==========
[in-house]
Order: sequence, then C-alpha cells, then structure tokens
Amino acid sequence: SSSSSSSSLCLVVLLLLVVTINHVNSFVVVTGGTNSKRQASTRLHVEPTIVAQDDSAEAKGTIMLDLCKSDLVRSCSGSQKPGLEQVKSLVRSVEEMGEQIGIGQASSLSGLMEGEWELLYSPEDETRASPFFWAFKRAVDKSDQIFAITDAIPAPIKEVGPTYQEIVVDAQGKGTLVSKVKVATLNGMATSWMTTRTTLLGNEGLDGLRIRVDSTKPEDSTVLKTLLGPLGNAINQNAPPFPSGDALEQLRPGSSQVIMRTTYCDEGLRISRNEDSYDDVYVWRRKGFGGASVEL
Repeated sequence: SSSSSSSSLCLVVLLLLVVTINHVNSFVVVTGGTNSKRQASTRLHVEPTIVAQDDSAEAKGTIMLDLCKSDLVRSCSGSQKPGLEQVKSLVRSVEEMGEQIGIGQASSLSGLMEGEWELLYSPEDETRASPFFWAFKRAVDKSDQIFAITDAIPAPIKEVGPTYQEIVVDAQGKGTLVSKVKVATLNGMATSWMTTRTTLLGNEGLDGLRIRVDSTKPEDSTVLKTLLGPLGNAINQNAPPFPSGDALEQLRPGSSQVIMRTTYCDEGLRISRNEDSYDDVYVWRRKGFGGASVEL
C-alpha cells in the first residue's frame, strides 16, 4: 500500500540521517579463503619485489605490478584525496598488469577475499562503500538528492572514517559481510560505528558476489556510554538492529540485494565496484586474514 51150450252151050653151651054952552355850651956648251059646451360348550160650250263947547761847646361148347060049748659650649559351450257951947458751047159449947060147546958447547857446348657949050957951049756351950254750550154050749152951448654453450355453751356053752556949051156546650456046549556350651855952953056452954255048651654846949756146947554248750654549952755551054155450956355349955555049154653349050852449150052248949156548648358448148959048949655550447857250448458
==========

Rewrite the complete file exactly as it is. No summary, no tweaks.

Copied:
[in-house]
Order: sequence, then C-alpha cells, then structure tokens
Amino acid sequence: SSSSSSSSLCLVVLLLLVVTINHVNSFVVVTGGTNSKRQASTRLHVEPTIVAQDDSAEAKGTIMLDLCKSDLVRSCSGSQKPGLEQVKSLVRSVEEMGEQIGIGQASSLSGLMEGEWELLYSPEDETRASPFFWAFKRAVDKSDQIFAITDAIPAPIKEVGPTYQEIVVDAQGKGTLVSKVKVATLNGMATSWMTTRTTLLGNEGLDGLRIRVDSTKPEDSTVLKTLLGPLGNAINQNAPPFPSGDALEQLRPGSSQVIMRTTYCDEGLRISRNEDSYDDVYVWRRKGFGGASVEL
Repeated sequence: SSSSSSSSLCLVVLLLLVVTINHVNSFVVVTGGTNSKRQASTRLHVEPTIVAQDDSAEAKGTIMLDLCKSDLVRSCSGSQKPGLEQVKSLVRSVEEMGEQIGIGQASSLSGLMEGEWELLYSPEDETRASPFFWAFKRAVDKSDQIFAITDAIPAPIKEVGPTYQEIVVDAQGKGTLVSKVKVATLNGMATSWMTTRTTLLGNEGLDGLRIRVDSTKPEDSTVLKTLLGPLGNAINQNAPPFPSGDALEQLRPGSSQVIMRTTYCDEGLRISRNEDSYDDVYVWRRKGFGGASVEL
C-alpha cells in the first residue's frame, strides 16, 4: 500500500540521517579463503619485489605490478584525496598488469577475499562503500538528492572514517559481510560505528558476489556510554538492529540485494565496484586474514 51150450252151050653151651054952552355850651956648251059646451360348550160650250263947547761847646361148347060049748659650649559351450257951947458751047159449947060147546958447547857446348657949050957951049756351950254750550154050749152951448654453450355453751356053752556949051156546650456046549556350651855952953056452954255048651654846949756146947554248750654549952755551054155450956355349955555049154653349050852449150052248949156548648358448148959048949655550447857250448458